MUBI: curated film streaming through an arthouse lens
“From cult classics to modern masterpieces. From the greatest ever directors to the greatest new directors. Films from everywhere on earth.”
This is film streaming platform MUBI’s promise to its members. All offered at the affordable price of a pound for the first three months, MUBI seems to be the dark horse of film; combining all the exclusivity of Old Hollywood cinema with easy access to modern streaming services.
In a post-pandemic world where more people are increasingly aware of the value of their free time and where more of us find our reserve of it dwindling, there seems to be a void to fill in the entertainment sector as we demand more from our streaming services. That is where MUBI, a specially curated film streaming service, seems to be stepping up to the plate. Its offering of a daily handpicked film, a weekly free ticket to a cinema screening of its choosing, and its extensive film selection makes it strong competition for established streaming giants Netflix and Amazon Prime.
MUBI provides the curated, centralised platform that’s been missing from the cinematic landscape; merging the ease of streaming services without the binge-watching dangers of television series. Its sleek interface has streamlined indie millennials written all over it and its minimalistic style makes it easy to get drawn into the world of film. Each movie option is suspended like a painting in a modern art exhibition, making it a visually stimulating experience from the moment you open the app. Although its collection of films is vast, you don’t feel conflicted or overwhelmed by choice when navigating the platform. Once you’ve chosen a film, you’re led to a collation of the film’s trailer, MUBI’s unique perspective on the film, viewer ratings, official reviews and awards all in one place. It’s a welcome break from an oversaturated streaming market with its overwhelming volume of content to choose from. Instead, MUBI manages to provide a simple, stress-free journey towards finding an ideal film; going beyond what’s expected of a typical streaming provider.
The service doesn’t limit itself in its approach to film either. Its selection includes award-winning animations, documentaries, and exclusive content, including relevant articles from its magazine Notebook which is “devoted to the art and culture of cinema.” The MUBI team’s passion for and dedication to promoting international film is exhibited through their available content, spanning various decades and countries. From Ethiopian to Belgium films and the roaring twenties to the most recent releases of the week, it truly does seem to have it all. When looking for a romantic film, instead of being faced with the same top search results of Notting Hill and How to Lose A Guy In 10 Days, I was given the choice of a 1930s French Jean Vigo film L’Atlante which I previously hadn’t heard of. It was a refreshing move away from the typical Eurocentric, Anglophone media I’ve become acclimated to since moving to the United Kingdom.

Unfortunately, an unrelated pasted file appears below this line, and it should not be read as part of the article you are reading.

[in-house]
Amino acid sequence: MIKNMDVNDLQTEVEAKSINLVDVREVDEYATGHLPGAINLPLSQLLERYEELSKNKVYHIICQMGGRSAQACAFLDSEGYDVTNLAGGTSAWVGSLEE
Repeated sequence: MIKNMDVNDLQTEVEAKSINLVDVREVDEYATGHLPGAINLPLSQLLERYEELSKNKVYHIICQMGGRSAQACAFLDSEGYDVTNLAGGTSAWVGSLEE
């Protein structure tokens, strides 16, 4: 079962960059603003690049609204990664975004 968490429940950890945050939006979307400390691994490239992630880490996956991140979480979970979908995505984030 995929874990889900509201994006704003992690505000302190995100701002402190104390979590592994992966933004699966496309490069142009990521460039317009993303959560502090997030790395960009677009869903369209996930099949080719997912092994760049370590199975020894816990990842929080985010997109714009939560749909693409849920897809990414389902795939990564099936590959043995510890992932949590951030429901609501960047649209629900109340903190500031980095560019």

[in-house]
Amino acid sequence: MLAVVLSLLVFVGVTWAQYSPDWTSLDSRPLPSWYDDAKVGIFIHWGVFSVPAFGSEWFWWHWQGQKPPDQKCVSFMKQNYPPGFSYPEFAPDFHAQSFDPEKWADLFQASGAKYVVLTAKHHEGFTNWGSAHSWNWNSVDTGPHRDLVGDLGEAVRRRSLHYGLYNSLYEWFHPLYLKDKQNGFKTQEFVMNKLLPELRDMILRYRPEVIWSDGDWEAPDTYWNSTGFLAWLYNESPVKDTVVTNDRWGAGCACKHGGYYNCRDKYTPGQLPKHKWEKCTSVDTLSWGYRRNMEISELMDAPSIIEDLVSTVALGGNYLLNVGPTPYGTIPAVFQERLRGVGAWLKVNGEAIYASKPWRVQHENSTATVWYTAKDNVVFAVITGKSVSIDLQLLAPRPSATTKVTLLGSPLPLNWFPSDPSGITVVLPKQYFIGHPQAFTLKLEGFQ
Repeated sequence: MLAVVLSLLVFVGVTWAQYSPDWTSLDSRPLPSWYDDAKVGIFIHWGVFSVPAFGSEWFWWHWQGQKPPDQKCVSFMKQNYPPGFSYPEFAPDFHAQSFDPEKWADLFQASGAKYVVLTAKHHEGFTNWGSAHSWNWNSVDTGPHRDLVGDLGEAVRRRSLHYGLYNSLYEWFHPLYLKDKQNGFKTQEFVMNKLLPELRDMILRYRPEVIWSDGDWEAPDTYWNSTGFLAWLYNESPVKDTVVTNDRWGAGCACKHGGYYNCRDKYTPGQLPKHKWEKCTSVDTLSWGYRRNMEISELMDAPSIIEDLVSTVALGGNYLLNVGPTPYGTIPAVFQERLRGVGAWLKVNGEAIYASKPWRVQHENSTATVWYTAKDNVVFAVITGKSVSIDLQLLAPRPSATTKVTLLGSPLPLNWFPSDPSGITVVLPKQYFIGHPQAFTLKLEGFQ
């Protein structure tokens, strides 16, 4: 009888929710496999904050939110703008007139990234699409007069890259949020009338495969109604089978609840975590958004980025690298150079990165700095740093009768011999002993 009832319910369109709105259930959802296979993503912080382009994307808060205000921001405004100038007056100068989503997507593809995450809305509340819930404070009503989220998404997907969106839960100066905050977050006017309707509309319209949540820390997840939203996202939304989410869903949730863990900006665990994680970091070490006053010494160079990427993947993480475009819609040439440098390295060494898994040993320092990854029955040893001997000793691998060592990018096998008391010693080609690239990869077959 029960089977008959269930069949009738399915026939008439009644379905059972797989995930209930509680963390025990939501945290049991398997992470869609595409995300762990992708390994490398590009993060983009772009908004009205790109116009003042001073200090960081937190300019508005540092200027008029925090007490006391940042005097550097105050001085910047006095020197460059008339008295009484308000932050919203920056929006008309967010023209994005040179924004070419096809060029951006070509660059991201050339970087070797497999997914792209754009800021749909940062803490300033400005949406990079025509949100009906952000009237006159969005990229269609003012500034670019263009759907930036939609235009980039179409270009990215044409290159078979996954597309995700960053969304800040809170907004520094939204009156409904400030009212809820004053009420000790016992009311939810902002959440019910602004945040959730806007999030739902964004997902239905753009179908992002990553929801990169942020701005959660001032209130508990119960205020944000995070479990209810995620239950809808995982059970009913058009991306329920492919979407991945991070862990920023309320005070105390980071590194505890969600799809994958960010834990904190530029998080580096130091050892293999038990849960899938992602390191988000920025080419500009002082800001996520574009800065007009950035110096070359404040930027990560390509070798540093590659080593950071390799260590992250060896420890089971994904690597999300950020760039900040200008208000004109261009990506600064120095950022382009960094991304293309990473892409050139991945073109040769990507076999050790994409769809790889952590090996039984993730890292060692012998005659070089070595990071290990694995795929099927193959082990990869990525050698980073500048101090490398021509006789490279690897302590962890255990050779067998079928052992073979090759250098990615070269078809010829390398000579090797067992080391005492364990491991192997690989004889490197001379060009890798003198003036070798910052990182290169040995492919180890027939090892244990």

Another notable feature is MUBI’s creation of an online community of film enthusiasts on its platform. The company prides itself in being “the world’s greatest community of film lovers”, boasting over 12 million members to “explore and discuss cinema with.” The platform also gives its viewers a more active role in the stereotypically passive experience of watching a film, as the inclusion of audience ratings and comment sections successfully reimagines people’s relationship with film as an art form. Moreover, each week with MUBI GO, the platform chooses a film that its members can see for free in person at a cinema near them. I question whether this is the beginning of a newfound collaborative relationship between cinema and streaming, one which combines the ease of curated streaming with the exclusive and mystical elements of original black-and-white cinema. Perhaps the only downside is that if you’re in the mood for a specific, mainstream comfort film, MUBI may not be the place to find it as most of its content is striking in its uniqueness.
In the world of quick fixes that Netflix, Amazon Prime and HBO have curated, MUBI promises to challenge and not solve. It tries to revive the sense of wonder, intrigue and discipline that surrounds film as an artistic medium. It encourages you to sit back on your sofa (or cinema seat) and enjoy one niche, emotive, arthouse film at a time.